• Superstar phenomenon does not occur in every occupation.

    • For example: university professors, doctors.

Superstar Phenomenon: Explanation

Only a few sellers have the exceptional ability to produce the quality goods that we demand.

  • e.g., Lionel Messi, Taylor Swift

The technology of mass production allows the very talented to reach very large markets.

  • Pop star vs. heart surgeon

The cost of distributing the product does not increase in proportion to the size of the market.

Inequality across Generations

Social mobility: whether wage inequality in a particular generation is transmitted to the next generation.

There is a positive correlation between the skills (incomes) of parents and their children.

  • High-income parents typically invest more in the education of their children.

  • Innate ability.

  • Social capital: quality of the environment where a child grows up.

The Intergenerational Link in Skills (Incomes)


Chapter 8: Labor Mobility

Family Migration

Tied Movers and Tied Stayers


The Decision to Immigrate

The decision ultimately depends on individual skills and the returns to those skills in the source and destination countries.


The Self-Selection of the Immigrant Flow


Roy model: The relative payoff for skills across countries determines the skill composition of the immigrant flow.

The Economic Benefits from Immigration


  • Immigrants also can make an important contribution to the receiving country.

  • The immigration surplus is a measure of the increase in national income that occurs as a result of immigration. (The surplus accrues to natives.)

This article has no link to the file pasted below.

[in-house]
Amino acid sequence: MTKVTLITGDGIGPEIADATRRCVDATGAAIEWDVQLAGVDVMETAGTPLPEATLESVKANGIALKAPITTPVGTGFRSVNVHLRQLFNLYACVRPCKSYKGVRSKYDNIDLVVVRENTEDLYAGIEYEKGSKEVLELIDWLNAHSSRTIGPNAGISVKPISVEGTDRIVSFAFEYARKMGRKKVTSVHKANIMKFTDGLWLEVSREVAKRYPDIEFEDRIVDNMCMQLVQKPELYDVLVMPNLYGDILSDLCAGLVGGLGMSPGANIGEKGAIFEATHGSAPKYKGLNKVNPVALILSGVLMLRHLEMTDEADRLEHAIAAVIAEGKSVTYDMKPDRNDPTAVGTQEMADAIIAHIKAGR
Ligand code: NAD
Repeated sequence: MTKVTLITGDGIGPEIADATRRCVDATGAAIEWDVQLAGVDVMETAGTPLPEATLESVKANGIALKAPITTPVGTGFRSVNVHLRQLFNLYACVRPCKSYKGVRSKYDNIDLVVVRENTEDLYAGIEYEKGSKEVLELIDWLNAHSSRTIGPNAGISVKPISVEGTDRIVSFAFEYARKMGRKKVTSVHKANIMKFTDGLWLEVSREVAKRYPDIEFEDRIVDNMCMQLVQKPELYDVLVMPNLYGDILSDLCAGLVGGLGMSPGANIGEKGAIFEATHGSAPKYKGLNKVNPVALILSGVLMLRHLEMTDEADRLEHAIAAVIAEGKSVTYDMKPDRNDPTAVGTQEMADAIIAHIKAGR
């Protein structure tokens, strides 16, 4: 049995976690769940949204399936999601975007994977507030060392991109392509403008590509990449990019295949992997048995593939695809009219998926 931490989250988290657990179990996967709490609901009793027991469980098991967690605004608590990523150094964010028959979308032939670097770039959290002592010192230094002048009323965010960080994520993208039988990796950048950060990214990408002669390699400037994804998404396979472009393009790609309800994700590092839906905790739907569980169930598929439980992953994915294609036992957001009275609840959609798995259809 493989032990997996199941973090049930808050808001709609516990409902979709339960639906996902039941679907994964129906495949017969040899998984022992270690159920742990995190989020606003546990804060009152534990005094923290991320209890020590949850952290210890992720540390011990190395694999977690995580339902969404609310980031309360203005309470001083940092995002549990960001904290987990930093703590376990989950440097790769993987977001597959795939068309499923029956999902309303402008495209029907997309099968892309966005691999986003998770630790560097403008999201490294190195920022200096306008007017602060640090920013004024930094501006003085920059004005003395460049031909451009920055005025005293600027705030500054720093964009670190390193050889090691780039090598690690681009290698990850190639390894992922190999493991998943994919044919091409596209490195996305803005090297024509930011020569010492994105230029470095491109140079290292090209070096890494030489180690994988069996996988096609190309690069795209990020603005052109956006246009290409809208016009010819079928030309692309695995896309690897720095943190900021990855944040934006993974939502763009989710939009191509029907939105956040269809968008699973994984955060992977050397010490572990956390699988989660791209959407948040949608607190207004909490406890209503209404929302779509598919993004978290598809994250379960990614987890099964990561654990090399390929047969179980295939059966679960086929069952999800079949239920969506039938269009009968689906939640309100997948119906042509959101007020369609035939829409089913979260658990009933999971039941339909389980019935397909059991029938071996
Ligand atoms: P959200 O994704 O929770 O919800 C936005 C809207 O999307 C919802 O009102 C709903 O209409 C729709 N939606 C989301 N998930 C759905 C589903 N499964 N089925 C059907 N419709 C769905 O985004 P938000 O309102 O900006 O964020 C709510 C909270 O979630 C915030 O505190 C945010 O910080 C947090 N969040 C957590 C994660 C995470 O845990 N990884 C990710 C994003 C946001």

• Immigrants raise national income by more than it costs to employ them.

Job Turnover: Stylized Facts

  • Newly hired workers tend to leave their jobs within 24 months of being hired, while workers with more seniority rarely leave their jobs.

  • There is a strong negative correlation between a worker’s age and the probability of job separation.

    • This fits with the hypothesis that labor turnover can be an investment in human capital.
    • Older workers have a smaller payoff period. Thus, they are less likely to search (or move).
  • Long jobs have been the norm rather than the exception.

    • Especially for men over the age of 35.
  • The rate of job loss is highest among the least educated workers.

The Job Match

  • Each particular pairing of a worker and a firm has its own unique value.

  • Both firms and workers are ill-informed about the true value of the match at the time the job begins.

  • Workers and firms might improve their situation by shopping for a better job match.

  • Efficient turnover is the mechanism by which workers and firms correct matching errors and obtain a better and more efficient allocation of resources.

Specific Training and Turnover

  • When a worker receives specific training, his productivity improves only at the current firm.

  • This implies there should be a negative correlation between the probability of job separation and job seniority.

    • As age increases, the probability of job separation decreases.

Impact of Job Mobility on the Age-Earnings Profile


Chapter 9: Labor Market Discrimination

Race and Gender in the Labor Market

  • Men earn more than women, and whites usually earn more than nonwhites.

  • Differences in educational attainment between whites and nonwhites account for a portion of the wage differential.

  • Wage dispersion in competitive labor markets arise due to:

    • differences in job characteristics.
    • differences in workers’ human capital.
  • Differences in earnings and employment opportunities may arise even among equally skilled workers due to discrimination.